I was pleased when I found The Willpower Instinct: How Self-Control Works, Why It Matters, and What You Can Do to Get More of It, by Kelly McGonigal. There has been a plethora of books about the science of willpower with this book brings us up to date with the state of the art.
This book was created from a popular course that Kelly taught at Stanford University. There is so much useful information here that I will only touch upon only a few points
Maintain your Willpower Energy
Kelly explains that self control is like a muscle, and as such can be built up, but also can be exhausted. Will power is based in the higher functions of the brain, so if our glucose levels are in decline, so does our ability to exercise will power. I think this is one of the reasons we should not go grocery shopping hungry. Maybe all we need is a healthy snack or drink. our body does know if we are drinking a real energy source or a diet drink that does not provide real energy.
We should also realize that this weakness is a mental limitation and not a physical one. Can we train ourselves to push through this weakness and exercise control. By understanding this book we can be more aware of when we are weakened.
Focus on our Good Goals, not the “Goodness” of Our Actions.
Studies have found that we want to feel good about ourselves. If we feel good about an action we have taken, we are more likely to make a bad decision immediately after. We feel good about ordering a healthy salad, so we finish it up with a fat filled dessert.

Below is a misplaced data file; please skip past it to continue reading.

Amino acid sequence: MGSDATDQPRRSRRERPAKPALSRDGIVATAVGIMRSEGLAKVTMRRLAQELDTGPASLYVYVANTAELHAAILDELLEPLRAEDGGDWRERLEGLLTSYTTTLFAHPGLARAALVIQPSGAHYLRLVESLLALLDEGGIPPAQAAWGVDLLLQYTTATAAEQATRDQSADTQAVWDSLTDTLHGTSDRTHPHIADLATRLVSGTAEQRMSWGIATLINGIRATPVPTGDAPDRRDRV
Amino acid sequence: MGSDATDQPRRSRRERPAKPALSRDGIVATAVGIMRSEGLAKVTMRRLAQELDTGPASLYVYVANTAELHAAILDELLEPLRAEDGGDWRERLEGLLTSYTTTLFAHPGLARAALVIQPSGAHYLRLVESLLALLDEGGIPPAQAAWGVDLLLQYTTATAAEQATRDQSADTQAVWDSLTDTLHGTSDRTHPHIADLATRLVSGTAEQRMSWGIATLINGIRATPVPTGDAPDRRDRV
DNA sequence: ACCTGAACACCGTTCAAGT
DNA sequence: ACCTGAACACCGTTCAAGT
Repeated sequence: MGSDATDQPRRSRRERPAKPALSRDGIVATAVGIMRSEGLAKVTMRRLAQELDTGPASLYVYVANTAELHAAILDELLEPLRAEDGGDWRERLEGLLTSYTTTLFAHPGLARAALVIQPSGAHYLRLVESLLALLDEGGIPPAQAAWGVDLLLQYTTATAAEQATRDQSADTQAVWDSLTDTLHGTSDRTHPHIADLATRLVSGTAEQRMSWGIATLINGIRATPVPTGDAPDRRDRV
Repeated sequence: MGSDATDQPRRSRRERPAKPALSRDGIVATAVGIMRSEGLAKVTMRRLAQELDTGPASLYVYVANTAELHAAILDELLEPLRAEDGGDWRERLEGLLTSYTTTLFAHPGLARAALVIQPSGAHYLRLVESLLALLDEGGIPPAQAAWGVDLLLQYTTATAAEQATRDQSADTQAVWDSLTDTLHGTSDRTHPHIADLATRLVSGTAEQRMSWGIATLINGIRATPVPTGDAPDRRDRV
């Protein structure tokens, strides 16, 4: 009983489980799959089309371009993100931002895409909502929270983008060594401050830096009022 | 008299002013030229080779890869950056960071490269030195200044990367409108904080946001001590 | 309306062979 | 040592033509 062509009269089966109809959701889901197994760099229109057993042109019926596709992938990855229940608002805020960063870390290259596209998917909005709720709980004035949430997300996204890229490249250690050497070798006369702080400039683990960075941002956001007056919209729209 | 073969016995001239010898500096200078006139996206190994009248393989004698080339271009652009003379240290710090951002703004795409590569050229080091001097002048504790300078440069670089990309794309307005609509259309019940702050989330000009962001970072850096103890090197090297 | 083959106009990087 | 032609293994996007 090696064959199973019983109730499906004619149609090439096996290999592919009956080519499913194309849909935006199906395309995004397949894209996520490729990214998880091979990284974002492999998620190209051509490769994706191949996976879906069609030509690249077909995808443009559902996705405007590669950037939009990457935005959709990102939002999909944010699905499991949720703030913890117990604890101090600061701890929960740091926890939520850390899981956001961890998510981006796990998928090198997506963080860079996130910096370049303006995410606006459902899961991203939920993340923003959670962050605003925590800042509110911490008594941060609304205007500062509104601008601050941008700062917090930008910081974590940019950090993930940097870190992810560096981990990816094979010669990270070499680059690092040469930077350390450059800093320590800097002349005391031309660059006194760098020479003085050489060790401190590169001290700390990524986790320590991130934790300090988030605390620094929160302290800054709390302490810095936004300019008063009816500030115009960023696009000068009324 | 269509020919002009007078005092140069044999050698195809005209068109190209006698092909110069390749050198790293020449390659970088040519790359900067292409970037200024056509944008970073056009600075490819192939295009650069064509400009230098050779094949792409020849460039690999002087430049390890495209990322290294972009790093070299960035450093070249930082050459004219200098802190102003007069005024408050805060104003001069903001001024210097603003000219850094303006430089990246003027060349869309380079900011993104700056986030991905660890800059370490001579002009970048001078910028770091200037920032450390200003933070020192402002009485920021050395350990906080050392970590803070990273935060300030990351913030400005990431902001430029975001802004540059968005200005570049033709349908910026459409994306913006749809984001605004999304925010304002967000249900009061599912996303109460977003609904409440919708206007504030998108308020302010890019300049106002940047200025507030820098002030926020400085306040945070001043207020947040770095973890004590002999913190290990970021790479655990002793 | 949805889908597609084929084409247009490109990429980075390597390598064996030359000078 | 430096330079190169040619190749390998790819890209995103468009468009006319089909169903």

In a reported study a group of people was asked to indicate whether they agreed or disagreed with a pair of discriminatory statements. Another group did the same for a pair of pretty neutral statements. Both groups were then asked to choose between a male or a female candidate to fill an executive position in a traditionally male industry.
The study found that those individuals that had the opportunity to object to a sexist statement were more likely to discriminate against the female candidate.
The bottom line is to focus on why we were good (to achieve our goal) rather than on the “goodness” of our actions.
Train Ourselves to Recognize Real Happiness
If you are like me, you have heard about societies where people have very little of the niceties of life that we have, yet they are very happy. We are a victim of years of advertising that tells us how happy we will be only when we have acquired the latest toy or trinket. We have to recognize that the promise of reward can be very enticing and yet will lead to regret and remorse (think Las Vegas).
Leverage those experiences that get your dopamine flowing to make yourself do those things that will provide lasting happiness and satisfaction. Maybe use the prospect of a modest shopping trip to encourage us to continue our exercise routine.
Avoid Guilt When We do not Live Up to Our Expectations
Related to the earlier point about feeling good about our actions, we will also behave poorly when we feel bad about ourselves. We maybe slip and eat a cookie and then feel so guilty that we splurge and eat an entire half a cake. Often this is because we were very optimistic about how we would perform and then when we disappoint ourselves we throw in the towel. It is better to assume that we will be tempted and think through how we will respond to the temptation when it presents itself.
If you still slip up take it easy on yourself and avoid labeling yourself as a loser. Understand that everyone makes mistakes and you need to prepare yourself to avoid those mistakes next time.
There is much more fascinating advice in this book. There is the study that shows how chimpanzees are better than grad students in delaying gratification in order to achieve a greater reward. The reason that we fail to make the best decision shows that we are too smart for our own good.
Please pick up a copy of the book The Willpower Instinct: How Self-Control Works, Why It Matters, and What You Can Do to Get More of It at Amazon.com. Any of your purchases made at Amazon after clicking through from my site helps support my blog. Thanks!